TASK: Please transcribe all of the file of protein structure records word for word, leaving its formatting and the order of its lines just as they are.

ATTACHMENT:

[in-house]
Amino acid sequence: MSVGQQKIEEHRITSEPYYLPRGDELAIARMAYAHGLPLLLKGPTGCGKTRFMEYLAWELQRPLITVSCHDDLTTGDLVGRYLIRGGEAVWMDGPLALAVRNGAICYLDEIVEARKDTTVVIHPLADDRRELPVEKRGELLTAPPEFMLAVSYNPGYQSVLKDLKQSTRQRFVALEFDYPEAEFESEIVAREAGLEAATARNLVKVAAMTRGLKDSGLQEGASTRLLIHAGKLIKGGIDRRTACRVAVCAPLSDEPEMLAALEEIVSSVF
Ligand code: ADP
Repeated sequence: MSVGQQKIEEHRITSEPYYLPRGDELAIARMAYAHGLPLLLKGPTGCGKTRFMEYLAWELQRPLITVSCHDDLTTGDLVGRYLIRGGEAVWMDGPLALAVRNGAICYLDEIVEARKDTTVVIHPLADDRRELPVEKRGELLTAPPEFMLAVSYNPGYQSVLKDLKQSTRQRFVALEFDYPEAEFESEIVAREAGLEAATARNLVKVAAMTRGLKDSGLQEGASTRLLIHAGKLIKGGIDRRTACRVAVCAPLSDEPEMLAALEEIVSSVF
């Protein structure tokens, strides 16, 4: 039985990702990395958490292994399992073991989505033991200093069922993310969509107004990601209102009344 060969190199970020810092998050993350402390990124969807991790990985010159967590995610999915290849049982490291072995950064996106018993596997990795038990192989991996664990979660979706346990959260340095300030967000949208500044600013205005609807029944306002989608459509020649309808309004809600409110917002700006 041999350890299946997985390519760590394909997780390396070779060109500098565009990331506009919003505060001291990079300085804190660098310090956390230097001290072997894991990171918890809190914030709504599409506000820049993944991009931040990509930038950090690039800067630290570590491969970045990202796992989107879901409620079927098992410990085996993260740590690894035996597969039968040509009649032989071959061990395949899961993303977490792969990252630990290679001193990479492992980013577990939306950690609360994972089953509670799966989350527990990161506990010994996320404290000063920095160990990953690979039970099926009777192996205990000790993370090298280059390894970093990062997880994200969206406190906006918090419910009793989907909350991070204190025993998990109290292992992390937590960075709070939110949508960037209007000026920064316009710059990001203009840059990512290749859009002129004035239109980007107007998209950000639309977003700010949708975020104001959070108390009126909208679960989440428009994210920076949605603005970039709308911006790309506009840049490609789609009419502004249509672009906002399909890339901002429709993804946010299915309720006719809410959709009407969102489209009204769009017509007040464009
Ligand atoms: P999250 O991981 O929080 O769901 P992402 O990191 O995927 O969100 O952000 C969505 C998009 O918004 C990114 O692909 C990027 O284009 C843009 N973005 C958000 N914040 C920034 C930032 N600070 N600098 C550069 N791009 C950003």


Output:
[in-house]
Amino acid sequence: MSVGQQKIEEHRITSEPYYLPRGDELAIARMAYAHGLPLLLKGPTGCGKTRFMEYLAWELQRPLITVSCHDDLTTGDLVGRYLIRGGEAVWMDGPLALAVRNGAICYLDEIVEARKDTTVVIHPLADDRRELPVEKRGELLTAPPEFMLAVSYNPGYQSVLKDLKQSTRQRFVALEFDYPEAEFESEIVAREAGLEAATARNLVKVAAMTRGLKDSGLQEGASTRLLIHAGKLIKGGIDRRTACRVAVCAPLSDEPEMLAALEEIVSSVF
Ligand code: ADP
Repeated sequence: MSVGQQKIEEHRITSEPYYLPRGDELAIARMAYAHGLPLLLKGPTGCGKTRFMEYLAWELQRPLITVSCHDDLTTGDLVGRYLIRGGEAVWMDGPLALAVRNGAICYLDEIVEARKDTTVVIHPLADDRRELPVEKRGELLTAPPEFMLAVSYNPGYQSVLKDLKQSTRQRFVALEFDYPEAEFESEIVAREAGLEAATARNLVKVAAMTRGLKDSGLQEGASTRLLIHAGKLIKGGIDRRTACRVAVCAPLSDEPEMLAALEEIVSSVF
């Protein structure tokens, strides 16, 4: 039985990702990395958490292994399992073991989505033991200093069922993310969509107004990601209102009344 060969190199970020810092998050993350402390990124969807991790990985010159967590995610999915290849049982490291072995950064996106018993596997990795038990192989991996664990979660979706346990959260340095300030967000949208500044600013205005609807029944306002989608459509020649309808309004809600409110917002700006 041999350890299946997985390519760590394909997780390396070779060109500098565009990331506009919003505060001291990079300085804190660098310090956390230097001290072997894991990171918890809190914030709504599409506000820049993944991009931040990509930038950090690039800067630290570590491969970045990202796992989107879901409620079927098992410990085996993260740590690894035996597969039968040509009649032989071959061990395949899961993303977490792969990252630990290679001193990479492992980013577990939306950690609360994972089953509670799966989350527990990161506990010994996320404290000063920095160990990953690979039970099926009777192996205990000790993370090298280059390894970093990062997880994200969206406190906006918090419910009793989907909350991070204190025993998990109290292992992390937590960075709070939110949508960037209007000026920064316009710059990001203009840059990512290749859009002129004035239109980007107007998209950000639309977003700010949708975020104001959070108390009126909208679960989440428009994210920076949605603005970039709308911006790309506009840049490609789609009419502004249509672009906002399909890339901002429709993804946010299915309720006719809410959709009407969102489209009204769009017509007040464009
Ligand atoms: P999250 O991981 O929080 O769901 P992402 O990191 O995927 O969100 O952000 C969505 C998009 O918004 C990114 O692909 C990027 O284009 C843009 N973005 C958000 N914040 C920034 C930032 N600070 N600098 C550069 N791009 C950003």